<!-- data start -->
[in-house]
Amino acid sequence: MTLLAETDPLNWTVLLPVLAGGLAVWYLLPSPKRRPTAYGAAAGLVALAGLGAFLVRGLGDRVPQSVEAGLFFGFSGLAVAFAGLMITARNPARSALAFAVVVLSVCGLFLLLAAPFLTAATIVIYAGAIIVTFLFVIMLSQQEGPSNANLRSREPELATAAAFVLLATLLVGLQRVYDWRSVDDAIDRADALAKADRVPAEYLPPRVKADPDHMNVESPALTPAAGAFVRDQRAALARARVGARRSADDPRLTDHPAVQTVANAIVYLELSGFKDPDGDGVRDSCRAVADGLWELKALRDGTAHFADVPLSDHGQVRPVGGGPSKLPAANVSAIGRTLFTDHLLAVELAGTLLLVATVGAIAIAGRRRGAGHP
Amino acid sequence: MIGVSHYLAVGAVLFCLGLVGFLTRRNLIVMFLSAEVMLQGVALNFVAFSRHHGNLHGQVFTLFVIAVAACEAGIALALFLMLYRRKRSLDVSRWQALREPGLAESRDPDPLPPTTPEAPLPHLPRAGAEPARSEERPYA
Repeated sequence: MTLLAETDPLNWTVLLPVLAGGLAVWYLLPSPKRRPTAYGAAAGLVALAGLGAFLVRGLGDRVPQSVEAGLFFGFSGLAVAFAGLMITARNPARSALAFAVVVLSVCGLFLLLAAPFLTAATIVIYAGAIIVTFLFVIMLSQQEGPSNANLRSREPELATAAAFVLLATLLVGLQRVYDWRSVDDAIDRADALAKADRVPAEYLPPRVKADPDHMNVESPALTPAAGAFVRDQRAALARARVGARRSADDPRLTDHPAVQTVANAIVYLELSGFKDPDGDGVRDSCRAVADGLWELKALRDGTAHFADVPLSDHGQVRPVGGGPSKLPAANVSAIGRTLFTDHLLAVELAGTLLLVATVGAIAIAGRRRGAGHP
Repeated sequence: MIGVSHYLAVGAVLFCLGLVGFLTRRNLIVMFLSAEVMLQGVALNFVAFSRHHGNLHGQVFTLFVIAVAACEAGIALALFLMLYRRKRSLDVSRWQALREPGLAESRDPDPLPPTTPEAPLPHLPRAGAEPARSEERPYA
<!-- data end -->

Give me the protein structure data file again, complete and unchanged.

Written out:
[in-house]
Amino acid sequence: MTLLAETDPLNWTVLLPVLAGGLAVWYLLPSPKRRPTAYGAAAGLVALAGLGAFLVRGLGDRVPQSVEAGLFFGFSGLAVAFAGLMITARNPARSALAFAVVVLSVCGLFLLLAAPFLTAATIVIYAGAIIVTFLFVIMLSQQEGPSNANLRSREPELATAAAFVLLATLLVGLQRVYDWRSVDDAIDRADALAKADRVPAEYLPPRVKADPDHMNVESPALTPAAGAFVRDQRAALARARVGARRSADDPRLTDHPAVQTVANAIVYLELSGFKDPDGDGVRDSCRAVADGLWELKALRDGTAHFADVPLSDHGQVRPVGGGPSKLPAANVSAIGRTLFTDHLLAVELAGTLLLVATVGAIAIAGRRRGAGHP
Amino acid sequence: MIGVSHYLAVGAVLFCLGLVGFLTRRNLIVMFLSAEVMLQGVALNFVAFSRHHGNLHGQVFTLFVIAVAACEAGIALALFLMLYRRKRSLDVSRWQALREPGLAESRDPDPLPPTTPEAPLPHLPRAGAEPARSEERPYA
Repeated sequence: MTLLAETDPLNWTVLLPVLAGGLAVWYLLPSPKRRPTAYGAAAGLVALAGLGAFLVRGLGDRVPQSVEAGLFFGFSGLAVAFAGLMITARNPARSALAFAVVVLSVCGLFLLLAAPFLTAATIVIYAGAIIVTFLFVIMLSQQEGPSNANLRSREPELATAAAFVLLATLLVGLQRVYDWRSVDDAIDRADALAKADRVPAEYLPPRVKADPDHMNVESPALTPAAGAFVRDQRAALARARVGARRSADDPRLTDHPAVQTVANAIVYLELSGFKDPDGDGVRDSCRAVADGLWELKALRDGTAHFADVPLSDHGQVRPVGGGPSKLPAANVSAIGRTLFTDHLLAVELAGTLLLVATVGAIAIAGRRRGAGHP
Repeated sequence: MIGVSHYLAVGAVLFCLGLVGFLTRRNLIVMFLSAEVMLQGVALNFVAFSRHHGNLHGQVFTLFVIAVAACEAGIALALFLMLYRRKRSLDVSRWQALREPGLAESRDPDPLPPTTPEAPLPHLPRAGAEPARSEERPYA